Cash and Only Cash can pay bills. The capacity of a business to pay its bills would stem from good cash-flow. A business could become cash strapped if it does not collect its accounts receivable on time. You must have heard of DSO! What is DSO? Isn't it a measure of ones capacity to pay? Say if a business has a DSO of 55 days. This means that at an average this business gets paid by its customers in 55 days. The question then arises that when will this business then pay its suppliers? In all probability the answer is that its capacity to pay its suppliers will be after 55 days. In this event you may want to evaluate its borrowing capacity to see if you can cajole this company to pay you in time even if it means that this business borrows to pay you.

This would bring on the analysis of how the debt of the company is structured in terms of secured and unsecured debt with an operating lender, generally the bank. Short term borrowing could be calculated as a percentage of the inventory and A/R on hand. One should look at the line of credit and see if there is capacity for more borrowing. Also check for any negative occurrences as bad checks (cheques) or any default against operating loans or covenants.

The capacity of your product to influence payment is also important. If your product being sold is fiercely competitive then it may not have the capacity to influence timely payment. If your product does not directly contribute to the COGS of the buyer then again it might not have the capacity of influencing timely payment. Competition definitely influences Capacity.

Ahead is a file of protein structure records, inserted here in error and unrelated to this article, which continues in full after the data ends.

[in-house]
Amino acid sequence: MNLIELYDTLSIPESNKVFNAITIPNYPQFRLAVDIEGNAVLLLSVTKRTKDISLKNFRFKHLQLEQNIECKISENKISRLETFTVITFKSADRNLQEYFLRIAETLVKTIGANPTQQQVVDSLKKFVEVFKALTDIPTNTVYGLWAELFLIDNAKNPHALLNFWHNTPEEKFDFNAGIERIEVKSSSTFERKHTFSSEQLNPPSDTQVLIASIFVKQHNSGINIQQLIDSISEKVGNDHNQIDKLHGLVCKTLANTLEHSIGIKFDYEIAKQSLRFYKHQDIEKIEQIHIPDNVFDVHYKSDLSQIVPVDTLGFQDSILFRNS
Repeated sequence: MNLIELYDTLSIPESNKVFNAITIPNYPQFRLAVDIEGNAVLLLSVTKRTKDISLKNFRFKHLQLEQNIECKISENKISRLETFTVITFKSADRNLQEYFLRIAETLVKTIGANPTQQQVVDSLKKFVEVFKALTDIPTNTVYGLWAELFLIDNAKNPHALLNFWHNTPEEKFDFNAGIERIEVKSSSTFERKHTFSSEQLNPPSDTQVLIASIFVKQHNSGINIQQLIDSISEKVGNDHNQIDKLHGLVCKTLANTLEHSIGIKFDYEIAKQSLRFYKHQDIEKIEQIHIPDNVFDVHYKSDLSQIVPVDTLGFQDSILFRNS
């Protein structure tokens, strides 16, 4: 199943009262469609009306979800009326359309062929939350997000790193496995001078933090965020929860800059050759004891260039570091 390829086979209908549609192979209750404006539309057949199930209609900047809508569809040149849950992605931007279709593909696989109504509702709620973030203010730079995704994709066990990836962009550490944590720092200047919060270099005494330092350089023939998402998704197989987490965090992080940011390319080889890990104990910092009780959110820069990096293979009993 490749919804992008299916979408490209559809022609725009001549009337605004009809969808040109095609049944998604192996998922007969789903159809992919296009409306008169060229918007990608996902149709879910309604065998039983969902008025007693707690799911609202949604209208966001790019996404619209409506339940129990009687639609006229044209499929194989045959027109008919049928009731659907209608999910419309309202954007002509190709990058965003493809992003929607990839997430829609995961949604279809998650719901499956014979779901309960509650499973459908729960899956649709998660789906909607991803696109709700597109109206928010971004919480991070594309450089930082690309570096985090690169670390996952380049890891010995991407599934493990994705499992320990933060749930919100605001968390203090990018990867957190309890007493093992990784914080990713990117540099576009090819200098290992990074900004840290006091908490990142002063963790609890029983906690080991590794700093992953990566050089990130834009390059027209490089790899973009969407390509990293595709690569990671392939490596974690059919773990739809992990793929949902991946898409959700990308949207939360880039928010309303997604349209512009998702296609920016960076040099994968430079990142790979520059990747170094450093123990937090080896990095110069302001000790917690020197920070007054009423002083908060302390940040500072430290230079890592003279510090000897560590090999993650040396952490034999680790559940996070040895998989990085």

The Capacity to expose and increase your credit risk also depends upon your own ability and resilience to getting hit with either slow payment or perhaps no payment! Credit departments that have a lot of confidence in their collection ability and ability to influence payment have a wider capacity to expose and absorb. Your product-margin will also influence this capacity.

Capital:

Capital would refer to the financial resources obtained from financial records that a company may have in order to deal with its debt. Many a time's credit analysts would make this portion of the credit analysis the most important one. Weight is given on Balance Sheet items and components like Working Capital , Net Worth and Cash Flow.
One must know how to read financial statements and that too from the perspective of a creditor. Short term liquidity is important if you are expecting to get paid in the short term. You should be able to see whether this company has the ability to absorb more debt and then where does your loan (selling on credit is a loan - isn't it?) fit in the overall debt-framework of this business. You should also evaluate to see if you can depend on the numbers whether they are audited, unaudited or company prepared. If required speak with the firm or person who has prepared the statements.